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MediaWATCH:  Pattaya, Samui Plan Recovery

MediaWATCH: Pattaya, Samui Plan Recovery

Wednesday, July 1, 2009
Phuketwan MediaWATCH

A daily wrap of Thailand news, with a Phuket perspective. Reports from national and international media, with translations into English from Thai.

Associated Press Facing its worst crisis in years, Thailand's tourism industry is going to great lengths to drum up business that has plunged thanks to political upheaval, the global recession - and now swine flu fears. Kongrit Hiranyakit, head of the Tourism Council of Thailand. expects the tourism industry will lose about 200 billion baht ($5.6 billion), down by more than a third from about 540 billion baht last year. Many fear recovery is a long way off for the industry that employs 2.5 million people and is a pillar of the economy. So far, the slump has not led to big job losses, but many hotels have put employees on temporary leave without pay. For tourists who do visit the ''Land of Smiles,'' there are plenty of good deals.

Bangkok Post The number of visitors to Koh Samui is down 40-50 percent, especially expats, for the first six months of the year, compared to the same period last year, Koh Samui Tourism Promotion Association, Senee Phuwasetthavorn, says. Khun Senee attributed the disappearance of tourists from the resort island to the global economic recession, the political turmoil and the swine flu pandemic. The TAT had joined forces with hoteliers and restaurant operators to launch an ''Amazing Grand Sale'' campaign offering a package tour to Koh Samui with a room rate reduction by as much as 50 percent.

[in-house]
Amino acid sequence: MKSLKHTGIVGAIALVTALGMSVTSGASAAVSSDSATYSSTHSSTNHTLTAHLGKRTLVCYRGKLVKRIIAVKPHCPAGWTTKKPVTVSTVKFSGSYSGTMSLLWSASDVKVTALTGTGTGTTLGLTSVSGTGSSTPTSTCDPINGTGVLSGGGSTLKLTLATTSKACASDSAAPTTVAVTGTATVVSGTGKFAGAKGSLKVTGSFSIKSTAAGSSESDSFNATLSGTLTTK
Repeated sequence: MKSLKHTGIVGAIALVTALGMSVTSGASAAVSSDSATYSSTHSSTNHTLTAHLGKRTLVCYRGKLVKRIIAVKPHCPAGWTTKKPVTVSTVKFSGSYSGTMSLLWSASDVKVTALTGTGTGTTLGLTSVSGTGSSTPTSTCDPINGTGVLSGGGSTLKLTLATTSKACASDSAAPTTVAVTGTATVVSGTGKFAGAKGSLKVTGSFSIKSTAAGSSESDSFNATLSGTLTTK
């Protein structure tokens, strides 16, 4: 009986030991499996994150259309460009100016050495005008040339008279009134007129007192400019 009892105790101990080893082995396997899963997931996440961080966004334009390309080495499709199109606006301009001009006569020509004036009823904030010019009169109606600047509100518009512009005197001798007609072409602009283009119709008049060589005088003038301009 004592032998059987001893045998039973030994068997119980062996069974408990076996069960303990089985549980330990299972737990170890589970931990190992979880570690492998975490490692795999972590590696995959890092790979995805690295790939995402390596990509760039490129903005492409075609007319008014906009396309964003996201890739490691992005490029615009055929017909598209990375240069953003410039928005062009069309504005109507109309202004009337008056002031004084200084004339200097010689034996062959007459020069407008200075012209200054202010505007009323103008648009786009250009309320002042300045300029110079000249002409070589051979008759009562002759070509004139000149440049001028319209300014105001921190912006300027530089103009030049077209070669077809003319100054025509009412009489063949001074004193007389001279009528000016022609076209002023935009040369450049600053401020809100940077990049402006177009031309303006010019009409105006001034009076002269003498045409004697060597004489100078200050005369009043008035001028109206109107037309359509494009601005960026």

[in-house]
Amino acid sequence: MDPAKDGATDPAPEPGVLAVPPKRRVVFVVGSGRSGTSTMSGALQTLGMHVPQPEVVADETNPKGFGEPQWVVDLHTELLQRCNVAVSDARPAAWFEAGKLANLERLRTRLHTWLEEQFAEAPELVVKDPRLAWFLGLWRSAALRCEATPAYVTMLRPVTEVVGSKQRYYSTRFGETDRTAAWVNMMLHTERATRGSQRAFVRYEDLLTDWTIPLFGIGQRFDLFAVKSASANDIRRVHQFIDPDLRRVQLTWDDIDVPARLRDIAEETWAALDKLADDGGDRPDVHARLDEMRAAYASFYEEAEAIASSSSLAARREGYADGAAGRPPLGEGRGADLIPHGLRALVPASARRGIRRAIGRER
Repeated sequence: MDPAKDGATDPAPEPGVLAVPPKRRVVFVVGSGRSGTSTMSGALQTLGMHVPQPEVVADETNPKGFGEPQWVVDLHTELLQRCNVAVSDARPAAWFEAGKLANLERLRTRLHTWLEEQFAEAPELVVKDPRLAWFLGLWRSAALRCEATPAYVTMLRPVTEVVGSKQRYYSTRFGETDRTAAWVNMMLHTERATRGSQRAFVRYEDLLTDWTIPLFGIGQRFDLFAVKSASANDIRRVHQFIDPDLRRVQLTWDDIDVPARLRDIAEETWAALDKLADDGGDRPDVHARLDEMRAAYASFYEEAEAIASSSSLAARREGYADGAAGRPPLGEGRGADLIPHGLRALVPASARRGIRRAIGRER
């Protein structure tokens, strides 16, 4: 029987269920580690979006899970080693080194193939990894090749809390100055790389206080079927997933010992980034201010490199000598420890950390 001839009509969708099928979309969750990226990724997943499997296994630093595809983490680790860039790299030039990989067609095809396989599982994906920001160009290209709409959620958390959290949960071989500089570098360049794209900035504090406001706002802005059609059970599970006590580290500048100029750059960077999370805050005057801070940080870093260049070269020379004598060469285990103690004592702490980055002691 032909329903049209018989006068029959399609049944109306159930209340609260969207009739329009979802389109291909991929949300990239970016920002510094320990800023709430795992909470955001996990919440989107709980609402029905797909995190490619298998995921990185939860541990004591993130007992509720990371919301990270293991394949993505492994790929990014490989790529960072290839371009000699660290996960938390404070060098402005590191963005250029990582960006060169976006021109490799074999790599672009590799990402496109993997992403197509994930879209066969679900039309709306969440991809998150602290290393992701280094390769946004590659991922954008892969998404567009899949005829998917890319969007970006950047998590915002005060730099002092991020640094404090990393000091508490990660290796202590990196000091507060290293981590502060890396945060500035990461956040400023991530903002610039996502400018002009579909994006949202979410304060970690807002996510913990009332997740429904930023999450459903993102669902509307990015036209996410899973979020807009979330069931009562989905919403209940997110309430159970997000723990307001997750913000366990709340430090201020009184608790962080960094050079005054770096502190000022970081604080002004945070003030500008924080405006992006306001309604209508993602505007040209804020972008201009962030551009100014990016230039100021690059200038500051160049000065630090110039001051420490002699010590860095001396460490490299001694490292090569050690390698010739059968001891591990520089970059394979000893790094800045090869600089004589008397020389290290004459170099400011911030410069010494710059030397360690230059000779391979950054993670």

pattayadailynews.com Pattaya City Council and tourism-related business in the city are now making all out efforts to woo tourists back in time for this year's high season, following the most dismal low season ever, with hotel occupancy in June down to 20 percent of what it was a year previously.TAT has decided to divide tourists into four categories: ''Ready to Travel:'' India, Russia, Indonesia, the Persian Gulf and Scandinavia, who are not sensitive to the political situation and are solvent; ''Potentially Returning Visitors:''most of Europe and the US, who show concern about the political situation and are becoming value-conscious; ''Concerned Travellers:'' China, Hong Kong, Singapore, Vietnam and Australia, who are very anxious about Thailand's political situation and are currently affected by the economic slowdown; ''Highly Sensitive Travellers:'' Japan, Korea and Taiwan, who are extremely sensitive to Thailand's political instability and suffering from extreme recession.

MediaWATCH Update

smh.com.au Michael Jackson's body will make a poignant final journey to Neverland Ranch, fuelling speculation that the sprawling fantasy retreat could become a permanent memorial to the tragic pop icon. A motorcade reportedly plans to escort the body on Thursday to the King of Pop's 2600-acre estate, a monument to Jackson's obsession with childhood that once included a fairground and a private zoo. CNN and the celebrity news website TMZ.com, quoting police sources, said the Jackson family planned a public viewing on Friday - which could draw a crush of fans to the isolated compound north of Los Angeles.